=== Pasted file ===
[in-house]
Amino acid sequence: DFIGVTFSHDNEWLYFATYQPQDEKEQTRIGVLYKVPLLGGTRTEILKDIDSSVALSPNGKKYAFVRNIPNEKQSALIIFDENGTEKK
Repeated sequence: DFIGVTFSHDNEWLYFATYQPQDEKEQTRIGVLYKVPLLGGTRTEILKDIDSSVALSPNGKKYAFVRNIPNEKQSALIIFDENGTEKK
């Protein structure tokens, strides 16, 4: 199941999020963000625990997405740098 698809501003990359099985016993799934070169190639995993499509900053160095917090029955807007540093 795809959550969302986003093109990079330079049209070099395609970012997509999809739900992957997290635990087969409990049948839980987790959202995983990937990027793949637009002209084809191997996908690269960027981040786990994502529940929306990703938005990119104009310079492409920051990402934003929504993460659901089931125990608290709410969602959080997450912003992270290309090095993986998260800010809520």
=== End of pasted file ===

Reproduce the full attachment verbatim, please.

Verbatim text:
[in-house]
Amino acid sequence: DFIGVTFSHDNEWLYFATYQPQDEKEQTRIGVLYKVPLLGGTRTEILKDIDSSVALSPNGKKYAFVRNIPNEKQSALIIFDENGTEKK
Repeated sequence: DFIGVTFSHDNEWLYFATYQPQDEKEQTRIGVLYKVPLLGGTRTEILKDIDSSVALSPNGKKYAFVRNIPNEKQSALIIFDENGTEKK
């Protein structure tokens, strides 16, 4: 199941999020963000625990997405740098 698809501003990359099985016993799934070169190639995993499509900053160095917090029955807007540093 795809959550969302986003093109990079330079049209070099395609970012997509999809739900992957997290635990087969409990049948839980987790959202995983990937990027793949637009002209084809191997996908690269960027981040786990994502529940929306990703938005990119104009310079492409920051990402934003929504993460659901089931125990608290709410969602959080997450912003992270290309090095993986998260800010809520």